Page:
In this case, the question of the court was if the exceptions that the police were given were not leeway for them to harass citizens; and not if the frisk was inappropriate. The judge commented that, in any case that required the use of the exception rule, all the limitations should be carefully thought out and considered. Complaints by the minority groups, Latinos and African Americans, who are commonly harassed by the police officers, will not be controlled if evidence is not used in court. If the rule is carried out without any concerns, people will end up being frustrated in the name of preventing crime. The rule is to be used sparingly to ensure that it is fair to the people and at the same time uphold morality in the society.

In order to address these concerns, the court observed that, it is not reasonable for a policeman to corner a person and subject them to search, unless there is a tangible reason to arrest a suspect. The court had the responsibility of determining what exactly is a search, and the time a person was being searched. The court did not agree that the Terry-frisk would constitute a search and seizure and, therefore, the fourth amendment did not fully apply to the citizen. However, court’s decision agreed that some police action could constitute a seizure. When the police arrested Terry, they seized him, and searched him. This is what the fourth amendment aims to protect. However, the fourth amendment only applies when the search is unreasonable. In essence, the court had a duty to decide if the seizure was unlawful CITATION Jer11 l 1033 (Byellin, 2011).

In sum, the court’s argument is comparable to the activity that would warrant an arrest. The police officer must provide facts and reasons why a person is being prosecuted. In a situation where there is a warrant of arrest, the police officer would be required to present the facts to the judge before searching and seizing the suspect CITATION Ame95 l 1033 (America Civil Liberty Union, 1995). A policeman’s hunch is not considered a reason enough to search and seize a citizen. If the police merely acted on their instincts, then the protection that the citizens are granted by the fourth amendment rule would be non-existent. The reason has to be in the best interest of the state, and must be towards prevention of crimes. It was necessary for the police to realize that, even though they may start out their searches with reasonable doubt, they may end up being illegal, owing to the intensity and coverage. All these conclusions led to the court believing that the detective was justified in frisking Terry CITATION Chi051 l 1033 (Chicage Kent College Of Law, 2005).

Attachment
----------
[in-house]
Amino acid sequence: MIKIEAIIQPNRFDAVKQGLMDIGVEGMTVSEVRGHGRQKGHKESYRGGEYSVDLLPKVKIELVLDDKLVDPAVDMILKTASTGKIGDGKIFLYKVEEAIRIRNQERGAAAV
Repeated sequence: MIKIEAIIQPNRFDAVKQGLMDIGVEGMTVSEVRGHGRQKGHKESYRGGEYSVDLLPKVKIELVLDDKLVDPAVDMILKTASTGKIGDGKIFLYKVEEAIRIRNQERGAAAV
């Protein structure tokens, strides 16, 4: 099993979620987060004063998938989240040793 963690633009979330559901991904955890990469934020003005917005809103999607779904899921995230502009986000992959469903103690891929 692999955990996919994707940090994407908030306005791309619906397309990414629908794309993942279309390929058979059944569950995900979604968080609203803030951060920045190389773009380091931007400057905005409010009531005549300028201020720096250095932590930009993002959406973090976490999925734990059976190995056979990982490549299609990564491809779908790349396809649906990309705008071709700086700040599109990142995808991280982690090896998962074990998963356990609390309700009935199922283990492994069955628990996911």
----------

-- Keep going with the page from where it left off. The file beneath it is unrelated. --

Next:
BIBLIOGRAPHY America Civil Liberty Union. (1995, October 31). Police Practices on the Docket. Retrieved June 13, 2014, from America Civil Liberty Union:

Byellin, J. (2011, June 10). Legal Research. Retrieved June 13, 2014, from Thomsons Reuters:

Chicage Kent College Of Law. (2005, July 2012). OYEZ. Retrieved June 13, 2014, from Chicago-Kent College of Law:

Legal Information Institute. (1992, January 14). Cornell University Law School. Retrieved June 13, 2014, from Legal Information Institute: